Ultimate Exakta Repair

privately published by Miles Upton, one ofthe top Exakta experts in the world, and also a repairman.

This is a step-by-step description of cleaning, adjustment and lubrication of an Exakta Varex or Varex IIa. I don't have this one yet, but I'm planning to get it, so stay tuned.

Exaktas, Exas, and Friends

Last but not least, Norlin Rober and Stephen Gandy are reportedly working on their definitive Exakta reference. If and then the project actually reaches completion, it should become a valuable resource — let us wait and see.

The book is slow in coming, it has been announced a few years ago. I'm not surprised, though: after the monumental work by Messrs. Aquilla and Rouah, the bar has bees set awfully high.

Instruction manuals

Exakta manuals are sometimes offered on eBay auctions or by antique camera dealers — often at a price. Many are, however available on the Web. Try the following links:

  • Orphan Cameras by Mike Butkus makes aboyt 1500 camera manuals available for the modest, voluntary donation of $3. Some are provided as PDF files, others as HTML.
Exakta and Exa Web links

There are quite a few Exakta-related pages and sites on the Web, although most of them do not seem to be regularly maintained. Here I'm listing a sample of these which have attracted my attention.

  • Captain Jack's Exakta Site: Jack Dugrew's collection includes practically all Exakta and Exa models and versions ever made (more than 80!), a variety of lenses, and some other Exakta equipment, all with pictures.

    Most importantly, the included text contains some information hardly, if ever, available elsewhere. From where I stand, this is the most valuable Exakta resource on the Web.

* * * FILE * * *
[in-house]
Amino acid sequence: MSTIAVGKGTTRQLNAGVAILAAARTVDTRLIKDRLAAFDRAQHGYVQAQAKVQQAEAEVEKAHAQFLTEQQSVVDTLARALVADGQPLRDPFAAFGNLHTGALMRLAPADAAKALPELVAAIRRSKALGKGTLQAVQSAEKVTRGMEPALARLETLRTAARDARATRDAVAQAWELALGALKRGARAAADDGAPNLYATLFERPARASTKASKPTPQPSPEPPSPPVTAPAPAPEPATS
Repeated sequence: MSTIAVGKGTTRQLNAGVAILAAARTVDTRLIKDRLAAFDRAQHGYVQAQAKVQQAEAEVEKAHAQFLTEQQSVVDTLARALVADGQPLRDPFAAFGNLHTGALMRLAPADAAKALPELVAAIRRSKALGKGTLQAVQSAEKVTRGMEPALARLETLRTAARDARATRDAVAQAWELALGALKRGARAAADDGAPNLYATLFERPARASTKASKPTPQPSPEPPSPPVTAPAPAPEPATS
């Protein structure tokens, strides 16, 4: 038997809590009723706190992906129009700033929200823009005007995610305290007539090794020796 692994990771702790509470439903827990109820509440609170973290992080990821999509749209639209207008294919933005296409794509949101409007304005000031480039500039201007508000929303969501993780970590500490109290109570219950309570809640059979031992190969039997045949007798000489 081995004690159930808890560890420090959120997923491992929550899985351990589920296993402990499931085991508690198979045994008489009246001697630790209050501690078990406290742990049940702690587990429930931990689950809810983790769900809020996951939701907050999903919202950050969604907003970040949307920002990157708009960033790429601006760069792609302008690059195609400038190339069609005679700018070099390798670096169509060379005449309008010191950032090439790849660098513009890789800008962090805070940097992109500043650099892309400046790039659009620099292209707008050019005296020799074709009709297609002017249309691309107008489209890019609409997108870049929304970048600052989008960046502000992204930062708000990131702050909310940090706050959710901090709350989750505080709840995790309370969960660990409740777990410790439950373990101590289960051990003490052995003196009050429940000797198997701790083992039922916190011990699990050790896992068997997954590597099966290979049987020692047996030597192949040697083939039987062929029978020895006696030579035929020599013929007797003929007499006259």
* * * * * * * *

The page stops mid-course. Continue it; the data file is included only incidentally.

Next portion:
• The Exaktaphile site, by Miles Upton, an Exacta collector, dealer, and repairman. This place certainly deserves a visit (check the delightful set of instructions for camera disassembly!).
  • The British Exakta Circle Web site has been recently revamped and cleaned up; they also publish the quarterly Exakta Times newsletter available with the membership worldwide.
  • A recent addition is Exakta Pages — site by Olaf Nattenberg (in German, at least for now). (Check the Frankenstein of a camera: a Praktica body with Exakta prism, front plate, and lens mount!)
  • The site by Hugo Ruys from the Netherlands contains not only an extensive history of Ihagee, but also two major resources: a huge Exakta lens list (updated and vastly expanded in December, 2003), and a digest from an Exakta discussion group, a small mine of useful information.
  • Peter Mishur's photo site (in German) boasts a most impressive collection of various Exa models (with data included), plus related material (books, advertising, etc.).
  • The site is quite large, and its most interesting part is the documentation of about 50 models from the Frizziero Collection. (The site is, however, not regularly maintained, and many internal links are broken. The last articles were posted in June, 1999.)
  • Steven Gandy at his CameraQuest site has a number of interesting, Exakta-related articles. Much of the non-Exakta material will be also of interest to anyone interested in classic photo equipment.
  • Peter Lanczak's page with the brief history of Ihagee, list of products, and a table of models and serial numbers.
  • The site by Jan B. Jans seems to have disappeared. If you find it in some other place, let me know.

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Posted 2001/10/22; last updated 2007/06/05 Copyright © 2001-2007 by J. Andrzej Wrotniak